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French 499 A: Special Topics

French and Franchophone Cultural and Literary History through Digital Archives and Tools

Meeting Time: 
MW 3:30pm - 5:20pm
DEN 111
Joint Sections: 
Geoffrey Turnovsky
This Special topics course is being added to the French and Italian studies course catalog as French 379 and wil fulfill the Culture and Civilization requirement for French majors and minors.

Syllabus Description:

Eighteenth-Century France Through Digital Archives and Tools
Course in English. Reading knowledge of French is helpful. 
Supplementary sessions in French for interested students.
Winter 2018; MW 3:30-5:20


Sommes-nous libres.jpg       j'attends_la_tête.jpg      


Description. The last decade or two has witnessed a huge migration of texts and data onto digital platforms, where they can be accessed, in many cases, by anyone anywhere. This is a terrific benefit to students and teachers who otherwise wouldn't be able to consult these materials, and it has transformed the kind of work and research we can do in the French program and the Humanities. We can now discover obscure, archival texts that we would never have been able to find in the past. And we can look at the original forms of more classic works that up to now we've only been able to study in contemporary re-editions which, in amny cases, substantially change and modernize the works.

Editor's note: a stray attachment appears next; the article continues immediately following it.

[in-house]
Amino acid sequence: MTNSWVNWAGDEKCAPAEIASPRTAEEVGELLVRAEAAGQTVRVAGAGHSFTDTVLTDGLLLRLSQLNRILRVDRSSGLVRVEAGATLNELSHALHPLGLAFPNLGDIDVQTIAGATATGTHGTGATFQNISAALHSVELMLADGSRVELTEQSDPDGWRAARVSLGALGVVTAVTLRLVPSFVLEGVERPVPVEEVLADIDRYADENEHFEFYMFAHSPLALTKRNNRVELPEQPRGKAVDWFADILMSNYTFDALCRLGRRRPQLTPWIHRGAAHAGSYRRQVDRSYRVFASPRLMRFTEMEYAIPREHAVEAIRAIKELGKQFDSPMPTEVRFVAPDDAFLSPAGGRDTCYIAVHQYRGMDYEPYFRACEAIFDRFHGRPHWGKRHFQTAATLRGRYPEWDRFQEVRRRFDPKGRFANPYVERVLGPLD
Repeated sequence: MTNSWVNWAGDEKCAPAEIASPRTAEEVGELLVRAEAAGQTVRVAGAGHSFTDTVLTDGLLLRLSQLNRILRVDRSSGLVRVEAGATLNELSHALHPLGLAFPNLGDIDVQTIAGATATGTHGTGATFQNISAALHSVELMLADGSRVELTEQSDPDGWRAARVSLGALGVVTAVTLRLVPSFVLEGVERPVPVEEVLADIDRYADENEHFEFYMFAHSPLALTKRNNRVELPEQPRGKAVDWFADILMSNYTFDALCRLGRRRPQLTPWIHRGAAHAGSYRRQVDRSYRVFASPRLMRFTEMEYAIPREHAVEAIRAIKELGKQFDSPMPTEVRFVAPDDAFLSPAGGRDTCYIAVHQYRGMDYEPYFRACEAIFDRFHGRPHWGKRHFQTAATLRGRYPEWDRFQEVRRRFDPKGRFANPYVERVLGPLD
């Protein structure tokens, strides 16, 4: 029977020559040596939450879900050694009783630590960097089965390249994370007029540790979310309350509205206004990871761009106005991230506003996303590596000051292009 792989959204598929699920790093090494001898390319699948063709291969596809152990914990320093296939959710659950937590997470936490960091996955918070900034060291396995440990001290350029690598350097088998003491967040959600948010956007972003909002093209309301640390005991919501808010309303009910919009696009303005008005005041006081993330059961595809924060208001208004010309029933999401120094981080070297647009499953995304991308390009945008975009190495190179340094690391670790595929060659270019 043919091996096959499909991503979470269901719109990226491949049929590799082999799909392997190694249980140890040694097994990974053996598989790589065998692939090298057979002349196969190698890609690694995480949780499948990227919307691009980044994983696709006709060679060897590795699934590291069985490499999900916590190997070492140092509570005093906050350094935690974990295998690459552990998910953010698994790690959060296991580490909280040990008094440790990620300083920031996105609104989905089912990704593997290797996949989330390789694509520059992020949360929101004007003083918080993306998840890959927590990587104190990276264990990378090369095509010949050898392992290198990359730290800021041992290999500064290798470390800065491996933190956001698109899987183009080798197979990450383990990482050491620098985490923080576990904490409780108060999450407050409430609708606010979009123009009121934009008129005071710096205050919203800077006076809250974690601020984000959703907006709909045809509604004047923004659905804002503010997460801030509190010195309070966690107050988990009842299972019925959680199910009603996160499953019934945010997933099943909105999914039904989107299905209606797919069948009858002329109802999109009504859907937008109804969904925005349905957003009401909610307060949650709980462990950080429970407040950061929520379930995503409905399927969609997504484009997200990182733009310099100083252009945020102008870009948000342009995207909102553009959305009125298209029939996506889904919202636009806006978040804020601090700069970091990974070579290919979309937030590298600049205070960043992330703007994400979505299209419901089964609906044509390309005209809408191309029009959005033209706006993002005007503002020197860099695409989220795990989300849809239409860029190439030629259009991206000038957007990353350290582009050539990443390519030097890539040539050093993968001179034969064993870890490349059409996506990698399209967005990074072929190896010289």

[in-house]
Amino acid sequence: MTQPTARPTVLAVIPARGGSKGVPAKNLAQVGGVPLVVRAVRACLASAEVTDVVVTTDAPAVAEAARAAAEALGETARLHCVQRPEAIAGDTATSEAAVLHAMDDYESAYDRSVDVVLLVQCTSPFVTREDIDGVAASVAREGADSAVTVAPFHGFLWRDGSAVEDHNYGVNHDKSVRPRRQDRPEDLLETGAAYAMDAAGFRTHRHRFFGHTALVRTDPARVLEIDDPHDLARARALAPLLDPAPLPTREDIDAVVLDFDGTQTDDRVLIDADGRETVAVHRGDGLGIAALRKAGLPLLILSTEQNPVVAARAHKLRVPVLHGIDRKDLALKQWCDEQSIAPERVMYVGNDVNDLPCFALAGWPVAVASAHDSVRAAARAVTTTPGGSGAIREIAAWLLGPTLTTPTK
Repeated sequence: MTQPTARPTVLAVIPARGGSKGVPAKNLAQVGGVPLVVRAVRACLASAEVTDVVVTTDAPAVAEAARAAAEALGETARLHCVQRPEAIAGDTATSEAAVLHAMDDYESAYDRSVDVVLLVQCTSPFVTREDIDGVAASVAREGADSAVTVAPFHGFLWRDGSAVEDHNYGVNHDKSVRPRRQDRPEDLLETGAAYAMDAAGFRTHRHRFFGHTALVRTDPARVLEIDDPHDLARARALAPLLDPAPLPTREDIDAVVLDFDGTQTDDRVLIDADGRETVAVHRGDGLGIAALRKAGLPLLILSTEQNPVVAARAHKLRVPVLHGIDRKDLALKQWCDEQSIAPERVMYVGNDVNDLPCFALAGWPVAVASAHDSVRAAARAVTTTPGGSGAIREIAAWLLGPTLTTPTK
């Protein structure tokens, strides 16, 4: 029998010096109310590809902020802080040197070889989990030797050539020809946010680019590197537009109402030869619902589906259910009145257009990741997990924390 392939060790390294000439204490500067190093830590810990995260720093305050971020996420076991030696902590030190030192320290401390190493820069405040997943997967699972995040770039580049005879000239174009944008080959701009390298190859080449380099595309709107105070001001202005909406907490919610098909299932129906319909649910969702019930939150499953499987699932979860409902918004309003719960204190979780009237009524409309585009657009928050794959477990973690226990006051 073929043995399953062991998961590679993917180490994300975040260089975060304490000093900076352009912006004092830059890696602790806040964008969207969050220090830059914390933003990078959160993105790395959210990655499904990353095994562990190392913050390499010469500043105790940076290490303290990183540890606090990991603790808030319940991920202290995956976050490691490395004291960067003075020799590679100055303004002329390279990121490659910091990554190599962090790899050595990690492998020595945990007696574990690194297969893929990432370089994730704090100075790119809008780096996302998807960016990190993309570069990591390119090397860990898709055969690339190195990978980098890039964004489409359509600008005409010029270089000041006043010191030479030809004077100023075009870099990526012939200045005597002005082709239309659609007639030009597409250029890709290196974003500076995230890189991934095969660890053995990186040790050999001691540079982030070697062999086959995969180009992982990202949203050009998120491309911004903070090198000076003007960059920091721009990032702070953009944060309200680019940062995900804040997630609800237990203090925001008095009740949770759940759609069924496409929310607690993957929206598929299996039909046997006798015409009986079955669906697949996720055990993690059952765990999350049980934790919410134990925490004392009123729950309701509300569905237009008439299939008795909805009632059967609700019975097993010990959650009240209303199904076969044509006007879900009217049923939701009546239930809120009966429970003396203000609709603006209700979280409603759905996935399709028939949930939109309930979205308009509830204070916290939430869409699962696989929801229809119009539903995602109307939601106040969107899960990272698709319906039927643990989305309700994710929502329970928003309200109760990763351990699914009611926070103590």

But this ease of access brings challenges: to locate these resources on the web, to assess their quality and reliability, and to understand how to use them, as primary sources and data and as new research technologies. A PDF of a first edition downloaded through Google Books certainly looks like the printed book it reproduces; but it is not that printed book. It is a particular image of it, and it can be a mistake to forget the difference.

We'll study a variety of digital archives, databases and tools useful for studying French cultural history. These resources will help us explore the eighteenth century and the intellectual culture of the Enlightenment in the decades leading into the French Revolution. We'll look at:

  • a new database of Revolutionary pamphlets recently created by the Newberry Library
  • two competing databases of book orders received in the 1770s and 1780s by a publishing house in Neuchâtel, Switzerland, which shipped clandestine texts into France
  • text analysis tools that use computers to help us see patterns – relations between words or between elements in a literary text – which we might, as “human readers,” miss

We'll discuss current debates on digital scholarship and the digital humanities. These often address the underlying question of what it means to read and interpret a text: computers can be programmed to search through massive corpuses of texts in seconds to find patterns. How might this change or challenge our notions of what reading is? We’ll discuss this against the backdrop of evolving 18th-century reading practices.

We'll consider others aspects of the digitization of texts that we might not normally think about as we scan the internet for materials: how are the texts we find chosen and edited? In what ways do copyright and intellectual property law determine what we can and can't access and how we can use the materials? Finally, we will explore the rudiments of digital publishing, preparing a short reader of classic French texts, scanned, OCR’d, encoded in TEI XML, converted to HTML and published digitally.


Additional Details:

French and Franchophone Cultural and Literary History through Digital Archives and Tools

Catalog Description: 
Topics to meet specific needs.
Last updated: 
October 17, 2018 - 10:11pm